I'm an Australian with a UK registered bike. I crossed from Bosnia to Montenegro at Scepan Polje (SE from Sarajevo via Brod) in Oct just gone, and all there is no cost/hassle for you and if you don’t have a green card you can buy one at the border for 10euro.
For me I only just bought that bike 1 week before leaving London and the dealer had used ‘white-out’ on the registered owner names and then re-written my name/details so it was kinda funny when the border guy looked at it, figure it was stolen, and said “no Montenegro”. Also it was 9pm and the potholed or sometimes dirt road i just came down from Brod sucked on a Ducati ST2 so I was not keen on going back that way! But I convinced their boss I owned it eventually.
Also, when I entered Serbia from Bulgaria near Zajecar 1 ½ years ago on an Australian registered bike I didn’t need insurance or pay anything.
For Albania formalities I just posted a response on the link that Pietro just added.
All of Montenegro is excellent, especially SW of Podgorica. Detour via Rijeka if you ride around that way – it’s hardly been developed and very picturesque. Hotels are usually around 15euro though in Niksic there is only 2 hotels and cheapest was 23, but it was fun on a friday night (and home of main brewery). I didn’t see any camping places so if you wanted to save $ then I’d consider it safer to rough camp when you’re in the mountains. If you are 2 lads I’ll add that there is some very nice and friendly girls throughout, but they ain’t as easy as I thought! I’d be interested to know if you have any luck on that front. Forget girls in Albania.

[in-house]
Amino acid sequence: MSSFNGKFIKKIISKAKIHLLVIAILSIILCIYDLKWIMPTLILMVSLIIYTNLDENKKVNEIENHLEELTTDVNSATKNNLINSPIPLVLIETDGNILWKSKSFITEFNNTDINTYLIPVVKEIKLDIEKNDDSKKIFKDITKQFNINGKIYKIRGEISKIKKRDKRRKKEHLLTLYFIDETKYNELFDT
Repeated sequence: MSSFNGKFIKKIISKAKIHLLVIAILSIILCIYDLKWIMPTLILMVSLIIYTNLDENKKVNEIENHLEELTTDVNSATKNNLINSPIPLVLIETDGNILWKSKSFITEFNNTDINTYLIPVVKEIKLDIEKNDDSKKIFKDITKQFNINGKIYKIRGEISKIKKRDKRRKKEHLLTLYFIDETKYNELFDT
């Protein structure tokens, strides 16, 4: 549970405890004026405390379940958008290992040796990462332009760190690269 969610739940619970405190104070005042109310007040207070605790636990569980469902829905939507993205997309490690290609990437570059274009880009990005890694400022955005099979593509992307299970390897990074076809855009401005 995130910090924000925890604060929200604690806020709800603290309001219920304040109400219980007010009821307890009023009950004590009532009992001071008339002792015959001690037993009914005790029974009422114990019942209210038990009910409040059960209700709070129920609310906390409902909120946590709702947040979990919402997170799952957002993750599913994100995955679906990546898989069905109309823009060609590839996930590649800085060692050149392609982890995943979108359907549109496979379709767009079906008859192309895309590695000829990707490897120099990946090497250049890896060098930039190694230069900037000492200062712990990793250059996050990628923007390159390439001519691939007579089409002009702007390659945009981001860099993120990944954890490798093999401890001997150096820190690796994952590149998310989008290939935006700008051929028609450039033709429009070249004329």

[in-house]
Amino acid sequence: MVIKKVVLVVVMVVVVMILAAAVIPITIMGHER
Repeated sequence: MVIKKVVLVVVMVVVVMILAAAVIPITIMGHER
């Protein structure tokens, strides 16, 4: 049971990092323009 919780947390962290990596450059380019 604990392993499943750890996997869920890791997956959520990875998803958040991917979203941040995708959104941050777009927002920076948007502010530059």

In Albania you can usually find or hassle the hotel owner down to 10 euro and I chose the hotel based on where I could lock my bike before seeing the room. When the only other large bikes all have foreign number plates you don’t feel so comfortable considering their reputation for theft. Plus the citizens on average are well armed so if they did ask for your bike you better have a nice smile, but that is not really likely, I’m just winding you up. One local guy there with a bike shop reckons possible theft of your bike within the country is extremely unlikely as while you’re on it they’d get in too much trouble, and not while it’s parked – even in a hotel, cause they’ll assume that it is owned by a fellow Albanian.
I stayed on the main Nth-Sth road because I was on an ST2 but my Greek mate (lives in Bulgaria) rode along the coast where more roads are gravel and he concurs that Girokaster is probably the most interesting place. Pietro seems to have the rest of the places to visit covered.
Also, when I was stopped by the police for speeding (possibly 140 in an 80-Mallakaster range was fun!) I spoke lots of English words quickly but without making sense and so he let me go. Enjoy the diplomatic immunity!